better jobs.3 The CLP identies that major infrastructure investment in energy is necessary in regions that are lagging behind, especially in the new member states, in order to encourage growth and long-term convergence with the rest of the EU. By improving accessibility, efficient infrastructure networks are one of the preconditions for business growth and job creation in these areas. The CLP also recognizes the signicant economic, environmental and employment potential of environmental, energy-efficient and renewable energy technologies, and provides for support and promotion of eco-innovations and increased investment. Energy also has a role in making Europe a more attractive place to invest and work, so the CLP calls on member states to deliver on their commitments and to begin work on quick start cross-border projects for energy (European Commission, 2005). During the 2005-2007 cycle of the revised Lisbon Strategy implementation an energy sector inquiry was conducted. The nal report was published in January 2007, together with a proposal for a comprehensive package of measures to establish a new energy policy for Europe, including a third liberalization package (see appendix) aimed at tackling the following shortcomings in the electricity and gas markets (European Commission, 2007b: 323-327): - too much market concentration in most national markets; - a lack of liquidity, preventing successful new entry; 224 - too little integration between Member States markets; - an absence of transparently available market information, leading to distrust in the pricing mechanisms; - an inadequate current level of unbundling between network and supply interests which has negative repercussions on market functioning and investment incentives; - customers being tied to suppliers through long-term downstream contracts; - current balancing markets and small balancing zones which favour incumbents. In the second cycle (2008-2010) of the Lisbon Strategy four priority areas have not changed: investment in human resources and modernization of the labour market; business environment; investment into education, research, development and innovation; and energy and climate change. In early 2008 integrated climate and energy policy was launched and climate change and energy became a standard item of the European Councils spring meetings agenda. Three (out of 24) Integrated Guidelines for Growth and Jobs (2008-2010) deal with energy-related issues (European Commission, 2007c):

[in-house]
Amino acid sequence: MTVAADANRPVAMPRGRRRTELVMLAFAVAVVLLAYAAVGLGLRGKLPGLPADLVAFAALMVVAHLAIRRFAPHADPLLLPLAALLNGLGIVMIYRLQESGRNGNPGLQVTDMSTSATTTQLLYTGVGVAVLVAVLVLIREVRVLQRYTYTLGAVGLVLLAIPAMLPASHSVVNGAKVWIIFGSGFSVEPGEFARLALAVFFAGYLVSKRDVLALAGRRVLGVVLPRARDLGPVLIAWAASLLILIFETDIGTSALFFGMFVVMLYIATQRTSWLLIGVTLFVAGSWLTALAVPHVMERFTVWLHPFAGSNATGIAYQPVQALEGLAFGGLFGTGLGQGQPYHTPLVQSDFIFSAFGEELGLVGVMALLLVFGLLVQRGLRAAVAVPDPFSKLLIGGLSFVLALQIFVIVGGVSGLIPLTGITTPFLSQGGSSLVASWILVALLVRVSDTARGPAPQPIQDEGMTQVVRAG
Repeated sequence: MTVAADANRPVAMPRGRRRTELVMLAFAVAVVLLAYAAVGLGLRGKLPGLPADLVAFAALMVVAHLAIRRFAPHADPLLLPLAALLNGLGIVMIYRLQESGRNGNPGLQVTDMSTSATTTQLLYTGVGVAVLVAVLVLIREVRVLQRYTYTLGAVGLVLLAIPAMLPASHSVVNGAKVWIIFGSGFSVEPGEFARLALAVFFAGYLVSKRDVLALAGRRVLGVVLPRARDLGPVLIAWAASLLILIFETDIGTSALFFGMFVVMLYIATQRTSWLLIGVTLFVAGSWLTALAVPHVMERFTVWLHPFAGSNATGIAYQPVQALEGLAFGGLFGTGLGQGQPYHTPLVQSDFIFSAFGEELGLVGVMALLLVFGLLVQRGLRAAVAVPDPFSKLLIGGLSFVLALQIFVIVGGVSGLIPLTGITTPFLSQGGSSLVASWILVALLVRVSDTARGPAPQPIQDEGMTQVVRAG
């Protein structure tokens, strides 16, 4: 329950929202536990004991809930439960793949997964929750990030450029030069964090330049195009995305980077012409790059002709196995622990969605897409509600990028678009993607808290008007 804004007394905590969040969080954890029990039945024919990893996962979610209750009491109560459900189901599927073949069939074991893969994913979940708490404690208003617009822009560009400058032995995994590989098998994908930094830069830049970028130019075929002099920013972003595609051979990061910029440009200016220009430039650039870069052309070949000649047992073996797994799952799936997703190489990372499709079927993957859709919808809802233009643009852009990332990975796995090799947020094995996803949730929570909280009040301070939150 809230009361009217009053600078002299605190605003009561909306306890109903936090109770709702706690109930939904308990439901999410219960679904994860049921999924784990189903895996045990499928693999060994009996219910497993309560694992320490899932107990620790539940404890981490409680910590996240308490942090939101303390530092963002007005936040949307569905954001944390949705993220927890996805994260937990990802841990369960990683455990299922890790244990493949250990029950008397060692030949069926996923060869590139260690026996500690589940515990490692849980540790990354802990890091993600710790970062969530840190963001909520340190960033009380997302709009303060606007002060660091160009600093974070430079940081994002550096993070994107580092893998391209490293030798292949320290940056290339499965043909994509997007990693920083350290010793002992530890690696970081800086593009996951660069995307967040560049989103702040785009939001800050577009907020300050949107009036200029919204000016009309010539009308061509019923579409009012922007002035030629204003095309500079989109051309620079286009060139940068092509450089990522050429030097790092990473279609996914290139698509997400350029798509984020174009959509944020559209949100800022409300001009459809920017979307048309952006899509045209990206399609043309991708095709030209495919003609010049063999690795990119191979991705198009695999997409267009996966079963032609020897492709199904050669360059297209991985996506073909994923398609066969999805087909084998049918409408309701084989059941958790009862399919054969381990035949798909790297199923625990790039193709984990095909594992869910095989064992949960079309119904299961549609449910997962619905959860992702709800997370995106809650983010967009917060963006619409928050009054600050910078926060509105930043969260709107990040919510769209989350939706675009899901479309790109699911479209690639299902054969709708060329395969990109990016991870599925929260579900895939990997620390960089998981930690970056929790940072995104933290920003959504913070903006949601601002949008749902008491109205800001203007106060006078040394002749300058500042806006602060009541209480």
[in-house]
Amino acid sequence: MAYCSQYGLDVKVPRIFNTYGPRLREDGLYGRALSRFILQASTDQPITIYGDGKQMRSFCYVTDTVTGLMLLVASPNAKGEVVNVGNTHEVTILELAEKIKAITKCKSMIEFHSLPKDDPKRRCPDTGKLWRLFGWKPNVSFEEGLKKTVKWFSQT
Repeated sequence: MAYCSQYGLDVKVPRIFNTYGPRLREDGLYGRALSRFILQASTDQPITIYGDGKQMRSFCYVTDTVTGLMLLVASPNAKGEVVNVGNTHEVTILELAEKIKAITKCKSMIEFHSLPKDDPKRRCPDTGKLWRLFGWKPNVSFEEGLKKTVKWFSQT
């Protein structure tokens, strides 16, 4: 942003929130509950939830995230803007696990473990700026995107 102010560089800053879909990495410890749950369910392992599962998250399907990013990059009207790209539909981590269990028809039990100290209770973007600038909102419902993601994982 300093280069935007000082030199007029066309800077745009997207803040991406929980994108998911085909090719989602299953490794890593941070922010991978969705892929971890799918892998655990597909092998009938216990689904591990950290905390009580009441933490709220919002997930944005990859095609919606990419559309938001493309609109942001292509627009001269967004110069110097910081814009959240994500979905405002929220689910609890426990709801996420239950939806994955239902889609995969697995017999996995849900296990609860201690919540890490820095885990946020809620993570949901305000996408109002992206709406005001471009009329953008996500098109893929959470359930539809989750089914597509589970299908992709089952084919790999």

3 For more about the Community programme see: Boromisa and Samardija (2006).

Energy for smart, sustainable and inclusive growth